Turgeon eager for the challenge of building on Gary Williams' legacy

New UM coach has never lacked for confidence since his days as an undersized point guard at Kansas

  • In his first game as Maryland's coach, Mark Turgeon guided the Terps to an 89-84 win over Northwood.
In his first game as Maryland's coach, Mark Turgeon guided… (Baltimore Sun photo by Gene…)
November 12, 2011|By Childs Walker, The Baltimore Sun

Know this about Mark Turgeon: He has no reservations, absolutely none, about replacing Gary Williams, the man who resurrected Maryland basketball.

If Turgeon was the type to be cowed by a challenge, he would never have tried to play point guard for mighty Kansas as a short, scrawny teenager with braces on his teeth. He would never have left his comfortable job as an NBA assistant to become head coach at Jacksonville State in rural Alabama, which had just finished 308th out of 309 Division I men's teams.

"I don't have a problem filling anyone's shoes," says the wiry Midwesterner with the sharp, prominent nose. "If the price had been right, I would've taken the Lakers job last year."

He's not bragging exactly. It's just that, as he's talking, the start of practice is three days away and Turgeon is about to do the thing he loves best in the world — teach basketball. After three head coaching stops and five NCAA tournament appearances in the last six seasons, he's pretty sure he knows what he's doing.

"I was on the phone with [his college coach] Larry Brown the other morning, and he said, 'Don't change. Do all the things that have gotten you here,'" Turgeon says. "We rebound, we defend and we play together on offense. It's led to a lot of wins. I'm a lot more comfortable today than I was 10 years ago in my coaching style."

Turgeon knows expectations are low for the Terps' season, which begins Sunday with a home game against UNC-Wilmington. He knows that his tenure in College Park still carries an unrealistic glow because he has yet to lose a game. But his self-assurance does not feel like an act. It feels hard won, the product of years serving at the knees of basketball masters and winning games in sub-optimal environments.

"He got where he did because of his mental toughness and his brain," says Tad Boyle, a close friend who played with Turgeon at Kansas, worked for him as an assistant and coached against him at Colorado. "He has a deep belief in himself."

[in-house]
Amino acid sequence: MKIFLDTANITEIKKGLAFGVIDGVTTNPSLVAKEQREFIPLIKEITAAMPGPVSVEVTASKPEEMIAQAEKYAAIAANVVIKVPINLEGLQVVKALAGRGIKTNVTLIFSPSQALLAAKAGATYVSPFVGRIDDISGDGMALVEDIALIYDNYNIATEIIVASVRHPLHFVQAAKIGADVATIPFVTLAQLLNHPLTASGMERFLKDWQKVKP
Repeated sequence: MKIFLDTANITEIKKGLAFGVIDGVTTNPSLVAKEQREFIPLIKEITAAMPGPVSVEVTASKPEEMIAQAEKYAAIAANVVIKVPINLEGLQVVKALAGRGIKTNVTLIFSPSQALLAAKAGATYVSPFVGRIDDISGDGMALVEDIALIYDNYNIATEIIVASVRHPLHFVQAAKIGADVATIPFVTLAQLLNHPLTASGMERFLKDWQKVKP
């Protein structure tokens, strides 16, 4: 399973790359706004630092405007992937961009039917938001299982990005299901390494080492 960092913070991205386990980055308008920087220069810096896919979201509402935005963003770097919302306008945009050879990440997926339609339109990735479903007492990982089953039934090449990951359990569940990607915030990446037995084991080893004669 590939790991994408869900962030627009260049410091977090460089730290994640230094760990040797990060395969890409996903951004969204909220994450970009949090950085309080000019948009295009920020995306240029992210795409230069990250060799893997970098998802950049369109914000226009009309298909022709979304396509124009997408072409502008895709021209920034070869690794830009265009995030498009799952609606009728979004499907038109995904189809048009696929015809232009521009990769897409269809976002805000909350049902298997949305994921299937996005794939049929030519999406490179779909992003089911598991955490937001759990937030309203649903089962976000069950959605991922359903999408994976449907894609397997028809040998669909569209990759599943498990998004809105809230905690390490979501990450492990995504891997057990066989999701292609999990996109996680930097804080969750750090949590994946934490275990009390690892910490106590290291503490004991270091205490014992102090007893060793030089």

Turgeon, 46, will need every bit of his experience and confidence. He's taking over a Maryland team that struggled last season and then lost its best player, Jordan Williams, to the NBA. The Terps haven't made it past the second round of the NCAA tournament since 2003. Despite his prodigious coaching record, Williams faced constant talk that he had stopped signing top high school players because he didn't put enough effort into recruiting. Meanwhile, the entire athletic department is under scrutiny for its inability to keep revenues apace with expenses.

So Turgeon finds himself in the tricky position of replacing a legend while also trying to lift the university's signature program.

Though he was initially derided by some as an unsexy choice, players, alumni and the coaches of top recruits say he has attacked the mission with aplomb.

"I love Gary Williams, but at the same time, all of us, including Gary, recognized the need for a change," says Senate President Thomas V. Mike Miller, one of the university's most powerful advocates. "I'm very enthusiastic [about Turgeon]. It looks like we're going to have a top 15 recruiting class, which is remarkable given the amount of time he's been here. My only worry is that Kansas will try to take him back from us at some point."

"I'm blown away by how good he is," says Rick Jaklitsch, a Prince George's County attorney and former president of the university's booster club. "You wouldn't think the transition from Gary Williams could possibly be this seamless, but I see a lot of similarities between them, that intensity."

Turgeon recently allowed top donors to sit in on a film session with the team and then hosted them for cocktails at his Chevy Chase home. "He made us feel like part of his family," Jaklitsch says.

The players, most of whom were recruited by Williams, say Turgeon also won their confidence quickly.

They have grown accustomed to his frank criticism of their performance. "He's soft-spoken," says sophomore guard Terrell Stoglin, who has heard rebukes of his shot selection and defense. "But when he gets angry, he's up there with Coach Williams."

At the same time, they say his talk of a family atmosphere is genuine.

Senior swingman Sean Mosley was impressed that Turgeon, shortly after his hiring, met with the player's father. "When he came in, the first thing was, 'It's a family,'" says the former Baltimore high school star. "And when Coach Turgeon said that, my eyes lit up."

Improbable career at Kansas

To understand the depth of Turgeon's confidence, you have to go back to his playing career.

"You just look back to his belief that he could play for Kansas at his physical stature and his ability to follow through on that," Boyle says in explaining his friend.

Turgeon really had no business suiting up for Kansas, a program that has churned out dozens of NBA players and where Brown, one of the most respected basketball minds in history, was head coach in 1983.

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